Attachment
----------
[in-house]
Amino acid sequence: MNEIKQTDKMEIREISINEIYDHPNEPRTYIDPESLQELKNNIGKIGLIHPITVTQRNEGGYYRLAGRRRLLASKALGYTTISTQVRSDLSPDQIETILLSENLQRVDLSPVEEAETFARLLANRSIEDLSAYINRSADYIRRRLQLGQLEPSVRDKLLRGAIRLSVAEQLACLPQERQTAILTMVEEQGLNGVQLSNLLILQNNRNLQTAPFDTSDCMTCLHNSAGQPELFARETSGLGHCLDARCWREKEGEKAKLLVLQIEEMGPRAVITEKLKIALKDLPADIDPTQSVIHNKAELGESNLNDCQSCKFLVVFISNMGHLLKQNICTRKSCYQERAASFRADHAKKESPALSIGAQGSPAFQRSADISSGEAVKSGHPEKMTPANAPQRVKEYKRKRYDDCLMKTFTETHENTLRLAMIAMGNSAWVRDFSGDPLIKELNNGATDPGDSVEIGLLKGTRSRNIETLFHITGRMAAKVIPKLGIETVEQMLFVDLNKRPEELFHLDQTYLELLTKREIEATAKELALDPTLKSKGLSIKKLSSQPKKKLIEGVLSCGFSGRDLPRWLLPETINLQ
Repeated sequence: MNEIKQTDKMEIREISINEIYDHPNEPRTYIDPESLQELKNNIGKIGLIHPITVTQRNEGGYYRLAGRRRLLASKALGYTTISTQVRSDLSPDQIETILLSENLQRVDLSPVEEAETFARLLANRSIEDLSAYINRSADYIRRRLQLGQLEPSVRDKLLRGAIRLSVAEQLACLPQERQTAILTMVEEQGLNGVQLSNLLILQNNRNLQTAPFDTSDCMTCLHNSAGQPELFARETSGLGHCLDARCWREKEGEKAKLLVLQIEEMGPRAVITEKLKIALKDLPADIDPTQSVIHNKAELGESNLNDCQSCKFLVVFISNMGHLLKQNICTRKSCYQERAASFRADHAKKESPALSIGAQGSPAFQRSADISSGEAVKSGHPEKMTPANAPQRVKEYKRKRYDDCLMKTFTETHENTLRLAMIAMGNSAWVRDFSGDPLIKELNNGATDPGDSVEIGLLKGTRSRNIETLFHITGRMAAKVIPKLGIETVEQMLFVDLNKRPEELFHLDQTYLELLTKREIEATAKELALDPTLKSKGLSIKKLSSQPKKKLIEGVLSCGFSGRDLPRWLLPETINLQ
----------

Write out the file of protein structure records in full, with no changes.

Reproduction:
[in-house]
Amino acid sequence: MNEIKQTDKMEIREISINEIYDHPNEPRTYIDPESLQELKNNIGKIGLIHPITVTQRNEGGYYRLAGRRRLLASKALGYTTISTQVRSDLSPDQIETILLSENLQRVDLSPVEEAETFARLLANRSIEDLSAYINRSADYIRRRLQLGQLEPSVRDKLLRGAIRLSVAEQLACLPQERQTAILTMVEEQGLNGVQLSNLLILQNNRNLQTAPFDTSDCMTCLHNSAGQPELFARETSGLGHCLDARCWREKEGEKAKLLVLQIEEMGPRAVITEKLKIALKDLPADIDPTQSVIHNKAELGESNLNDCQSCKFLVVFISNMGHLLKQNICTRKSCYQERAASFRADHAKKESPALSIGAQGSPAFQRSADISSGEAVKSGHPEKMTPANAPQRVKEYKRKRYDDCLMKTFTETHENTLRLAMIAMGNSAWVRDFSGDPLIKELNNGATDPGDSVEIGLLKGTRSRNIETLFHITGRMAAKVIPKLGIETVEQMLFVDLNKRPEELFHLDQTYLELLTKREIEATAKELALDPTLKSKGLSIKKLSSQPKKKLIEGVLSCGFSGRDLPRWLLPETINLQ
Repeated sequence: MNEIKQTDKMEIREISINEIYDHPNEPRTYIDPESLQELKNNIGKIGLIHPITVTQRNEGGYYRLAGRRRLLASKALGYTTISTQVRSDLSPDQIETILLSENLQRVDLSPVEEAETFARLLANRSIEDLSAYINRSADYIRRRLQLGQLEPSVRDKLLRGAIRLSVAEQLACLPQERQTAILTMVEEQGLNGVQLSNLLILQNNRNLQTAPFDTSDCMTCLHNSAGQPELFARETSGLGHCLDARCWREKEGEKAKLLVLQIEEMGPRAVITEKLKIALKDLPADIDPTQSVIHNKAELGESNLNDCQSCKFLVVFISNMGHLLKQNICTRKSCYQERAASFRADHAKKESPALSIGAQGSPAFQRSADISSGEAVKSGHPEKMTPANAPQRVKEYKRKRYDDCLMKTFTETHENTLRLAMIAMGNSAWVRDFSGDPLIKELNNGATDPGDSVEIGLLKGTRSRNIETLFHITGRMAAKVIPKLGIETVEQMLFVDLNKRPEELFHLDQTYLELLTKREIEATAKELALDPTLKSKGLSIKKLSSQPKKKLIEGVLSCGFSGRDLPRWLLPETINLQ